I am overtired / Of the great harvest I myself desired.
These words come from Frost, of course. After Apple-Picking is a favorite poem of mine. One summer as I languished at my girlfriend’s parent’s house—a grim unfortunate affair where I wallowed in my own muck—I spent the morning reading Moby Dick and the afternoon memorizing lines of Frost. I moved among the oaks and chaparral distractedly; I petted the wet nose of a cow; and a single line insinuated itself into my mind forever.
I am overtired of the great harvest I myself desired.
There they are again, those wonderful words. I’m tempted to greet them as if to say, Why hello, you surprised me again after all these years. An unexpected bloom from a seed planted long ago. Thank goodness for the fecundity of even blighted soil.
I’m not overtired of life like Frost’s apple farmer. But I am overtired of reading and thinking, and writing about my reading and thinking. In particular I’m tired of plots. They bore me to tears.
After my bit on Embers, I vowed never to write about them again. Ever.
So imagine my huff when, after tweeting, “A suspicion dawns—J. Harrison is an underappreciated stylist. Proof: Farmer,” Amateur Reader tidily responds, “Write up Farmer for me. It’s short. I’ll read it.” Harrumph.
Adventures in the profane
I really enjoyed Farmer a lot and think it’s a brilliant stylistic gem; I respect and admire Tom a lot, too. But I absolutely refuse to utter one bloody word about plot except to say that our 43-year old protagonist who is a farmer and a teacher crushes his childhood sweetheart’s dreams by conducting an intense sexual affair with his 17-year old student. He hungers for adventures in the profane. What else do you need to know? Not you, Tom, but you, generic you?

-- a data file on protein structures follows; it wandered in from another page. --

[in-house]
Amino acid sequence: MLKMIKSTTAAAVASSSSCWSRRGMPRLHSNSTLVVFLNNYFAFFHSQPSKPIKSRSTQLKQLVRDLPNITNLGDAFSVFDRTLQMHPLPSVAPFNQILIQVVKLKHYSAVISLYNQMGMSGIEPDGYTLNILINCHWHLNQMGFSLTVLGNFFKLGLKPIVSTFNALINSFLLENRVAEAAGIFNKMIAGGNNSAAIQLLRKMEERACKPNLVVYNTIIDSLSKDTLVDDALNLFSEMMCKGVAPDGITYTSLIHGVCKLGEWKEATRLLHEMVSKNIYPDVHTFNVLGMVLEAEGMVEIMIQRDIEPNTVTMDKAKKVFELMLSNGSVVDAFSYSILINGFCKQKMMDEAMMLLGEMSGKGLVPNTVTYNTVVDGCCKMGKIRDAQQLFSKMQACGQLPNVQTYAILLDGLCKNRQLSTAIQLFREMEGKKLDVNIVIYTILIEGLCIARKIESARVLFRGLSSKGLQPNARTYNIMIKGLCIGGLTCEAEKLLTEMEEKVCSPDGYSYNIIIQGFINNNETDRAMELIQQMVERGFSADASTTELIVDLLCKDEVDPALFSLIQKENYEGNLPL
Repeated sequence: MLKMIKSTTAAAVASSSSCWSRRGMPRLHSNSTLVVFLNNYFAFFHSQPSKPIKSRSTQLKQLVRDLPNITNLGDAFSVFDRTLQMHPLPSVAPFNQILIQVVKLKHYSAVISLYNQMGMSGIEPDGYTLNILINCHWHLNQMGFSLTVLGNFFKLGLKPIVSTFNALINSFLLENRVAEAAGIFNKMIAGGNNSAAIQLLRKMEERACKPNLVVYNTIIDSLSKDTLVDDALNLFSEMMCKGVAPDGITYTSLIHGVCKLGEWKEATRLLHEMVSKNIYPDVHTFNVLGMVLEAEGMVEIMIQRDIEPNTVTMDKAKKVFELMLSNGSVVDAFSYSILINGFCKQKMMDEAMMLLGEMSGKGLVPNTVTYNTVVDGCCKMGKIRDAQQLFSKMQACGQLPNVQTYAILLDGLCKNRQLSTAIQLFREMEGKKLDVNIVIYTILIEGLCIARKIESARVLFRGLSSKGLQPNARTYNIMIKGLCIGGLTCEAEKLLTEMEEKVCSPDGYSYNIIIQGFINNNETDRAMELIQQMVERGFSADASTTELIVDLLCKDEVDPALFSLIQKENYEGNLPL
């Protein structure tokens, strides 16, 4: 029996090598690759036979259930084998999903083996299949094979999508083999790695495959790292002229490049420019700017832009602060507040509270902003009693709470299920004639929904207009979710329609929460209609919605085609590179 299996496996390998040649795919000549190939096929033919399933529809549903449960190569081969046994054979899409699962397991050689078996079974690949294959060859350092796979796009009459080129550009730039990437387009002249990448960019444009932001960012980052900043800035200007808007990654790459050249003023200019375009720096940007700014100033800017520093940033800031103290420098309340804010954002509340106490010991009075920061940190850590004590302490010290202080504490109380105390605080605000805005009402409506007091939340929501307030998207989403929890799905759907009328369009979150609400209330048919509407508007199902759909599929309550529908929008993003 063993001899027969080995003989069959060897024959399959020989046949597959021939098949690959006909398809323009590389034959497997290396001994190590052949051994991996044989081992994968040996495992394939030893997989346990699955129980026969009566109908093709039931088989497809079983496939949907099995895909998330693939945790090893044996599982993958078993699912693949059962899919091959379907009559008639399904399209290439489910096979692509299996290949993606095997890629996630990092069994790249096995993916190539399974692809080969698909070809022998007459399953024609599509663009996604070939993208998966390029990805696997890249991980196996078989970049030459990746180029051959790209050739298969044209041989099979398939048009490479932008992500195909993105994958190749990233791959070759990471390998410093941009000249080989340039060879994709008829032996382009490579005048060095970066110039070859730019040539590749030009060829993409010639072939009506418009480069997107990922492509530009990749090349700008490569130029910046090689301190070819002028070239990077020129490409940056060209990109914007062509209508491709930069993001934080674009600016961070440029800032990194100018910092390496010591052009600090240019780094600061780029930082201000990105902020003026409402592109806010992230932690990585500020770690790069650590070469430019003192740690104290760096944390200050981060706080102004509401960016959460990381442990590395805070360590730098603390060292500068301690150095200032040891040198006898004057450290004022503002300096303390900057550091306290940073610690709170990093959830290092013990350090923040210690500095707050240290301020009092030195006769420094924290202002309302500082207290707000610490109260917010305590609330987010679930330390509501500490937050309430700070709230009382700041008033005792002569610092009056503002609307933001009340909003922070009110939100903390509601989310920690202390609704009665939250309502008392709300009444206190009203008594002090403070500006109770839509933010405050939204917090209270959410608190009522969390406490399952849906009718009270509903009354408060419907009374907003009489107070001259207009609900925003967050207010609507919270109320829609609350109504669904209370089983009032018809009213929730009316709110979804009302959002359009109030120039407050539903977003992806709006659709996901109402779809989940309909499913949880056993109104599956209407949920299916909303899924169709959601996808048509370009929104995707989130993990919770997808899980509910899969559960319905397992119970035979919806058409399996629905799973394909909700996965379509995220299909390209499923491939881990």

One of the best aspects of Farmer is the writing. It’s filled with wonderful descriptions of farm life, of hunting and fishing, and of the constant roiling reality of sex. Harrison delivers sharply drawn images and surprising insights, from “long circular howls” (i.e., of a coyote not a 17-year old student, mind) to the Proustian remark that “Sickness often creates a space to live in, freeing the mind from the habitual if only for a day or two.”
I appreciate the utter lack of moralism in the novel, too. Love and duty, sex and passion, and of course infidelity—we are nominally monogamous animals after all—are facts of nature. These things happen as a matter of course like a hard frost that flattens fields and orchards. There’s little or no use in complaining about the ways of the world. About the farmer’s selfish and hurtful actions, a neighbor says, “It was a bad thing to do and our lives are filled with bad things.”
But the best thing about Farmer by far is the odd synchronicity that happened last Saturday while I was reading the book on the front stoop of my house in the warm sun. Here’s the passage; the “him” is our farmer-protagonist.
An idea that fixed him to one spot was that life was a death dance…. The ocean creatures he read of illustrated the point so bleakly. To devour or be devoured. But their sure instincts kept them alive as long as possible, as did those of the wild ducks before him, or even the geese. Even the brown trout, the simplest of the trout family, were mindful of the waterbirds, the king fisher and the heron….
Just then a red-tailed hawk dropped from an elm on a squirrel on the street front. Something happened because the squirrel was firmly clutched in the hawk’s talons and then suddenly was free scampering to the other side of the street, its tiny claws clicking frantically on the asphalt. The squirrel hid under a truck dead center and flattened itself to the ground and would cower there for an hour. Miffed, the hawk took flight and several crows a block away gave chase and harassed their quarry in a deafening chatter.
Sure instincts make geometers and do-gooders of us all.